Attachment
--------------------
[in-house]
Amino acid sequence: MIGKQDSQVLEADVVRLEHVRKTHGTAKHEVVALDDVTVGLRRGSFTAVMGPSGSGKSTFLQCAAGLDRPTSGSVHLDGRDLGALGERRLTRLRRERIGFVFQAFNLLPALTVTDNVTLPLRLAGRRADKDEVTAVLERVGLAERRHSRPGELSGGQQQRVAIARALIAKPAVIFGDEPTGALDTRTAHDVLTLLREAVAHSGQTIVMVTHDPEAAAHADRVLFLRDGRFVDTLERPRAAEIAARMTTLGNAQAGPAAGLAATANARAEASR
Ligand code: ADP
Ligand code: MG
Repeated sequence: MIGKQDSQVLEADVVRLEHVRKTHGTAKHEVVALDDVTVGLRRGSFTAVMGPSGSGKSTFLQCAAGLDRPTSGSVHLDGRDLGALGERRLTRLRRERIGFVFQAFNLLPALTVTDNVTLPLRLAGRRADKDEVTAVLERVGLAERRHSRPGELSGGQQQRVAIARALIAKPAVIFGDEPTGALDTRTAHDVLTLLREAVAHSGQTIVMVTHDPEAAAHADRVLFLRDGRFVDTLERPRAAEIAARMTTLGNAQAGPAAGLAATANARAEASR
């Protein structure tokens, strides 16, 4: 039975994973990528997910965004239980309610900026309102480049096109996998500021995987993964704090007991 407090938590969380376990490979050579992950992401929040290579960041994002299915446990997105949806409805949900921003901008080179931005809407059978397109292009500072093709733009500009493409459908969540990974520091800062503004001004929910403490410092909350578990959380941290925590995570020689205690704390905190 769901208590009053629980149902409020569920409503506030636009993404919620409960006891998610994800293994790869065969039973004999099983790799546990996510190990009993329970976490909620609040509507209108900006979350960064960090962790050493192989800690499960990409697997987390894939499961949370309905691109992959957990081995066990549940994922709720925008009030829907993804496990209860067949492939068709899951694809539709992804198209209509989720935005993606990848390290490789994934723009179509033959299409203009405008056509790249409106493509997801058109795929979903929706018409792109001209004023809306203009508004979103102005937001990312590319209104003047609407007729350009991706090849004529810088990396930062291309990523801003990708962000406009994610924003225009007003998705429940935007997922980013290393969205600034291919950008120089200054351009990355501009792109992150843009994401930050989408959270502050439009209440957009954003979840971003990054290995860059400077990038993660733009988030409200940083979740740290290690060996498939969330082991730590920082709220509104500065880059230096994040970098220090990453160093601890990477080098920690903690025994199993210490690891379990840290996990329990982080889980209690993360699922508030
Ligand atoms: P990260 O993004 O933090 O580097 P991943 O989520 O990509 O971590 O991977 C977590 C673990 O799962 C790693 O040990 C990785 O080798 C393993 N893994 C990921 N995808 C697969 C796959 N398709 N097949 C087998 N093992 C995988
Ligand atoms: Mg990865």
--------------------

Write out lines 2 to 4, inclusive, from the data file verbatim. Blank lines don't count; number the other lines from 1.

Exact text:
Amino acid sequence: MIGKQDSQVLEADVVRLEHVRKTHGTAKHEVVALDDVTVGLRRGSFTAVMGPSGSGKSTFLQCAAGLDRPTSGSVHLDGRDLGALGERRLTRLRRERIGFVFQAFNLLPALTVTDNVTLPLRLAGRRADKDEVTAVLERVGLAERRHSRPGELSGGQQQRVAIARALIAKPAVIFGDEPTGALDTRTAHDVLTLLREAVAHSGQTIVMVTHDPEAAAHADRVLFLRDGRFVDTLERPRAAEIAARMTTLGNAQAGPAAGLAATANARAEASR
Ligand code: ADP
Ligand code: MG